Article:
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Taylor Mizuno-Moore

1265

Bold Points

3x

Nominee

1x

Finalist

Bio

Queer-identified psychotherapist and Doctoral Student at the University of Southern California dedicated to the decolonization of mental health resources. A graduate of the Master of Arts in Counseling Psychology program from Northwestern University. Experienced in Clinical and Social Psychology research. Skilled in Psychodynamic therapy, Cognitive Behavioral therapy, Mindfulness, and Group Relations.

Education

Northwestern University

Master's degree program
2016 - 2019
  • Majors:
    • Clinical, Counseling and Applied Psychology

University of California-Irvine

Bachelor's degree program
2013 - 2015
  • Majors:
    • East Asian Languages, Literatures, and Linguistics, General

El Camino Community College District

Associate's degree program
2009 - 2013
  • Majors:
    • Biological and Physical Sciences

Mira Costa High

High School
2002 - 2006

Miscellaneous

  • Desired degree level:

    Doctoral degree program (PhD, MD, JD, etc.)

  • Graduate schools of interest:

  • Transfer schools of interest:

  • Majors of interest:

    • Clinical, Counseling and Applied Psychology
  • Not planning to go to medical school
  • Career

    • Dream career field:

      Hospital & Health Care

    • Dream career goals:

      Clinical Director

      Research

      • Social Psychology

        Social Cognition Intergroup Processes Lab — Research Assistant
        2019 – 2021

      Future Interests

      Advocacy

      Volunteering

      Philanthropy

      Entrepreneurship

      Bervell Health Equity Scholarship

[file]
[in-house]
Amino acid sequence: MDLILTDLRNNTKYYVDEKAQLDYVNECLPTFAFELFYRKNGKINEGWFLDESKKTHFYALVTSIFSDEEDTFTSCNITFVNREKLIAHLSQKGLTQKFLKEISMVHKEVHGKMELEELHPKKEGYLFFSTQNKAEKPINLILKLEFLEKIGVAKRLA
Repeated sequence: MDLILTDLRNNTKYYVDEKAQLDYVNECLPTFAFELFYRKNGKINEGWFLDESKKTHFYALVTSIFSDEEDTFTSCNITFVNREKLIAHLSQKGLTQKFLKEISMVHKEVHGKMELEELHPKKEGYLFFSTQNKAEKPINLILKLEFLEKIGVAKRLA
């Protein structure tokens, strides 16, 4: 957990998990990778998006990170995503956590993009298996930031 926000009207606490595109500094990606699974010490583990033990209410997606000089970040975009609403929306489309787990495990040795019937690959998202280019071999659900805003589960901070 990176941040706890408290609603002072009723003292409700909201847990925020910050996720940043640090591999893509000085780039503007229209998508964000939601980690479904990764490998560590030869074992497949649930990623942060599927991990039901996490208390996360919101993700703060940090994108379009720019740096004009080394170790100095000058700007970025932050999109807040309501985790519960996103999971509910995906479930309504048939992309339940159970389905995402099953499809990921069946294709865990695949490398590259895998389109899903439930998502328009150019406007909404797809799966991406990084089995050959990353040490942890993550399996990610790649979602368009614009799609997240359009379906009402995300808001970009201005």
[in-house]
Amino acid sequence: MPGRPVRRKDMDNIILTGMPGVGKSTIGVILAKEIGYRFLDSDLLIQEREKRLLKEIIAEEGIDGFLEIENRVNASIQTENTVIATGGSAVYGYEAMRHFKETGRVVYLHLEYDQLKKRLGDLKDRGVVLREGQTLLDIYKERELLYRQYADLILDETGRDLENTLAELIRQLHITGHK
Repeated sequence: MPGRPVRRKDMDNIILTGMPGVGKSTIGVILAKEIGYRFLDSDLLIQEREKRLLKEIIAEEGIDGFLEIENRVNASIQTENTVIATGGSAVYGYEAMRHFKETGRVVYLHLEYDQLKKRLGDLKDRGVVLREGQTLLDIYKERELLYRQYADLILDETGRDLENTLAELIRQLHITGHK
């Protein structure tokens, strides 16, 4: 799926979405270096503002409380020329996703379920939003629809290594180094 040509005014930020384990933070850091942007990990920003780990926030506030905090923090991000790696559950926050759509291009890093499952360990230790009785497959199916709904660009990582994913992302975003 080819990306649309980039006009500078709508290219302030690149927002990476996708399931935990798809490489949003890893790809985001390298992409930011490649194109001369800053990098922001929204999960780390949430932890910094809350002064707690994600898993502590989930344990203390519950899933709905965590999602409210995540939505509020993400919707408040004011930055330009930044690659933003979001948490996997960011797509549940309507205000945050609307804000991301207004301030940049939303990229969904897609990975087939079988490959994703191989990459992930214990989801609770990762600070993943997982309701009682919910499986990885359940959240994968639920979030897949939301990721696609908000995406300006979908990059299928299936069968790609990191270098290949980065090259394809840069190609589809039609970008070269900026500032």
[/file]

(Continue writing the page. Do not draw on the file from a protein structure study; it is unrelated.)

According to the American Psychological Association (APA), 83% of clinicians providing mental health services identify as white, while less than 2% of clinicians identify as Black/African-American. It has also been reported that the total number of individuals seeking mental health services has increased by 52% since 2019, with 78% reporting a decline in their mental health due to the COVID-19 pandemic. The APA also reports that the Black/African-American population is twice as likely to struggle with severe mental illness and 7.3 times more likely to live in neighborhoods without mental health support. According to the American Counseling Association (ACA), distrust in the health care system and lack of diversity among mental health care providers are the leading reasons minority groups do not seek mental health services. As I sit and write this essay, I am simultaneously processing the content of the once-a-month clinic meeting I attend for all clinicians at The Family Institute at Northwestern University. An older, white, male clinician presented on how a $250,000 grant has been used to help facilitate conversations in family systems related to mental health via 16 instructional videos. The videos selected to justify the expense all displayed a white, heteronormative, English-speaking, familial system. I am frustrated, but not surprised, that $250,000 was spent for further advocacy of the needs of this population. The cultural norms exemplified in these videos do not apply to diverse populations. This is a manifestation of systemic leadership becoming an echo chamber of white, cis-gendered, heteronormative voices and experiences. Unsurprisingly, mental health clinicians are educated and trained in academic settings using data that is dominantly informed by this population. Underrepresented groups and people of color do not experience mental health and the world in the same way. The training clinicians receive does not address the needs of underrepresented populations. Until the discrepancy in the educational system is addressed, mental health will continue to underserve the marginalized population. While this is one example of a worldwide issue, it is an acutely American issue. I am currently the only Japanese-American clinician on staff at The Family Institute at Northwestern University out of 100 clinicians. 25.5% of undergraduate students admitted to Northwestern University identify as Asian-American. This speaks to how difficult it is to attack and execute change within a system through the lens of a minority individual. Beginning September 1st, I will transition to a Clinical Director role in a private practice led by an all-queer team of clinicians. My priority in this role is to use the organizational change and leadership skillset I will obtain at USC to implement systemic change to better meet the needs of minority populations seeking mental health services. I hope to bring awareness to inclusivity, advocate for the needs of diverse populations, and educate other mental health organizations on how to overcome the challenges and systemic pitfalls impairing the quality of mental health services while offering concrete steps for improvement and change.